Everyone wants to know what they can make. “What type of returns can we expect going forward?” gets asked a lot. What follows is a explanation of how cheap or expensive the market is and some educated guess on expected returns over the next several years.
So you end up getting something like this:
The market looks expensive. It’s roughly in the 21st percentile toward expensive over the past 25 years, meaning 79% of the time during that period the market is less expensive. What usually happens the following year when we’ve been at this level? On average, the market is up between 2% and 7%, so figure a gain of 4% to 6% on average. During those 25 years, the market rose 9% to 10% a year. Another way to think about this is the market is 12% to 13% more expensive than it has been traditionally.
That’s Joel Greenblatt’s response to the question. He usually does a great job of making things easy to understand. If you’re eyes glazed over after the first sentence, I get it. The number people care about is “gain of 4% to 6% on average.” That guesstimate falls roughly inline with most estimates.
This is usually the point where investors get into trouble. Expectations start to exceed reality.
The market has had a great run since ’09. It went from really cheap to somewhat expensive and the returns over that period show it. That “4% or 6% on average” may not be enough for many investors, especially those conditioned by past performance. When the market performs well we expect it to continue to perform well. When the market performs poorly we expect it to continue to do so. And the market almost always disappoints.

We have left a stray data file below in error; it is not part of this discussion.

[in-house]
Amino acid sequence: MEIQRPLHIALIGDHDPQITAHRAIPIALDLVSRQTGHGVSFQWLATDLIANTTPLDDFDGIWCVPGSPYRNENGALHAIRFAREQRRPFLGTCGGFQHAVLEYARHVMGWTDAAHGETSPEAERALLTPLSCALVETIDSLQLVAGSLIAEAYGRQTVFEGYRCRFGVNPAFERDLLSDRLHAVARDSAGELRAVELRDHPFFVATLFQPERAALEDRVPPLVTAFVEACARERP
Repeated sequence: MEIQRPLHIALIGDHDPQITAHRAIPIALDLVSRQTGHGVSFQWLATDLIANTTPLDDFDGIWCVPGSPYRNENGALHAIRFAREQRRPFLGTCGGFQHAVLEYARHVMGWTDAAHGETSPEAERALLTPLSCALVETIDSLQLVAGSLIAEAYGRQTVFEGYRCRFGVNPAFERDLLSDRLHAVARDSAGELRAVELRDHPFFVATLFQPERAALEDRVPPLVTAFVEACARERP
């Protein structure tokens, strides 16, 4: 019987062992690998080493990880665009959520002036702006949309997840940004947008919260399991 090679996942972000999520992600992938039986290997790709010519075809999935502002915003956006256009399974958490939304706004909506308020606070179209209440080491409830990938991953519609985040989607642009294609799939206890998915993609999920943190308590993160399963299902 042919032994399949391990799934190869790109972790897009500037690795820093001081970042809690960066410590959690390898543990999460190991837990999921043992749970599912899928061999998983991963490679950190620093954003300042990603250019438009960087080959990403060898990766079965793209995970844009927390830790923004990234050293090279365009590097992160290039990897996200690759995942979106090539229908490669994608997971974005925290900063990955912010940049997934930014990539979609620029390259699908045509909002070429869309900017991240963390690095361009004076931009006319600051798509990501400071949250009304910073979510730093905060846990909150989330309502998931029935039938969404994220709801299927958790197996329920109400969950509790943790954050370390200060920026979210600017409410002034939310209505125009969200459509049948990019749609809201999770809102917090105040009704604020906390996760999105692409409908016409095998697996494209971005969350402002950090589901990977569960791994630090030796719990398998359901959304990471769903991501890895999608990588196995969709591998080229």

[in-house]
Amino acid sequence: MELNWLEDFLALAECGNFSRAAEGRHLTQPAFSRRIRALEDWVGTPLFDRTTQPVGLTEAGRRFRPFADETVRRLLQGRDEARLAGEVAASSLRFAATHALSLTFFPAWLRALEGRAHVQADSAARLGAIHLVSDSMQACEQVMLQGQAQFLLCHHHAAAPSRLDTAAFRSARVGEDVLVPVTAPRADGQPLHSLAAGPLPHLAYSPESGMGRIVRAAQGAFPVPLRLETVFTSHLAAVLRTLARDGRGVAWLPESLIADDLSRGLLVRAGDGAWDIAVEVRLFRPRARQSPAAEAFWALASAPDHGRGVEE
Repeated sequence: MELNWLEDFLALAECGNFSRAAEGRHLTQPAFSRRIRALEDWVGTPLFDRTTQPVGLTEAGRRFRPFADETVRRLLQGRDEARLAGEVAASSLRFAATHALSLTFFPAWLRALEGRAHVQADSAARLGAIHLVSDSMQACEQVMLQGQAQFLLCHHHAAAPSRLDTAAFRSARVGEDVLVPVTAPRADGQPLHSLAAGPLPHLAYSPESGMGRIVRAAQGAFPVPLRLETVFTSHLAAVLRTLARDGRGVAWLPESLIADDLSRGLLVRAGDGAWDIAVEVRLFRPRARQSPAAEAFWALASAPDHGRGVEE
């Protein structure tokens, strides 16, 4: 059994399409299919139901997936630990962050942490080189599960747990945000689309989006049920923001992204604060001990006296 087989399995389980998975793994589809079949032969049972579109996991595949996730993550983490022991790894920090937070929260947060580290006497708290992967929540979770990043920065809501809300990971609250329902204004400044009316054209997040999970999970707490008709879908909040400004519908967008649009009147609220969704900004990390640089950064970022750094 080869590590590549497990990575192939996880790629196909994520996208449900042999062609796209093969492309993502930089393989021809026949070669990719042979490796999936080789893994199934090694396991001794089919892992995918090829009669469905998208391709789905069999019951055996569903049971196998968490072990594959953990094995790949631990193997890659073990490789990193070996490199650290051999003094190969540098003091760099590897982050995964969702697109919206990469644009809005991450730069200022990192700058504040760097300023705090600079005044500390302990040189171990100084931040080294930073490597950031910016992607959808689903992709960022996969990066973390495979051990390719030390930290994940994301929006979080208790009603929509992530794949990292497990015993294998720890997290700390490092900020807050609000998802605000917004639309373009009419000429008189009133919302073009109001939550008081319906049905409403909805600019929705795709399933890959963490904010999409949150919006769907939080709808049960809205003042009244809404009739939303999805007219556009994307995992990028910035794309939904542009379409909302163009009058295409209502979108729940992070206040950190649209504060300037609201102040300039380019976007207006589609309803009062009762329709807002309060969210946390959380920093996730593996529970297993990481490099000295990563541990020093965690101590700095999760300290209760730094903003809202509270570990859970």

When the market goes up or an active investor outperforms, people pile in. When the market goes down or that investor lags behind, people pile out. They chase returns because that’s all they really have.
The market can’t earn average if it’s always outperforming.
Well, one scenario could be that it drops 12% to 13% tomorrow, and future returns would go back to 9% to 10%. Or you could underearn for three years at 4% to 6%. We’re still expecting positive returns, just more muted. The intelligent strategy is to buy the cheapest things you can find and short the most expensive.
Part of investing is accepting that “12% to 13%” drops are not only possible but necessary for the market to earn an average return. And if “12% or 13%” drops are too difficult to handle, then its time to find a strategy you’re comfortable with when market go up and down.
The basic idea is that the best strategy for most people is not only one that makes sense, but also one they can also stick with.
- The Long Run Is Just A Collection of Short Runs – M. Housel
- Trying to Explain the Inexplicable – Psych Today
- Turning Over Accepted Wisdom with Turnover – AQR
- The Dying Business of Picking Stocks – WSJ
- The Maturation of an Investor – MicroCap Club
- Peter Bevelin on Seeking Wisdom, Mental Models, Learning, and More – Farnam Street
- Why We’re Living in the Age of Fear – Rolling Stone
- Driving Lessons – Economist
- The Cult of the Expert and How It Collapsed – Guardian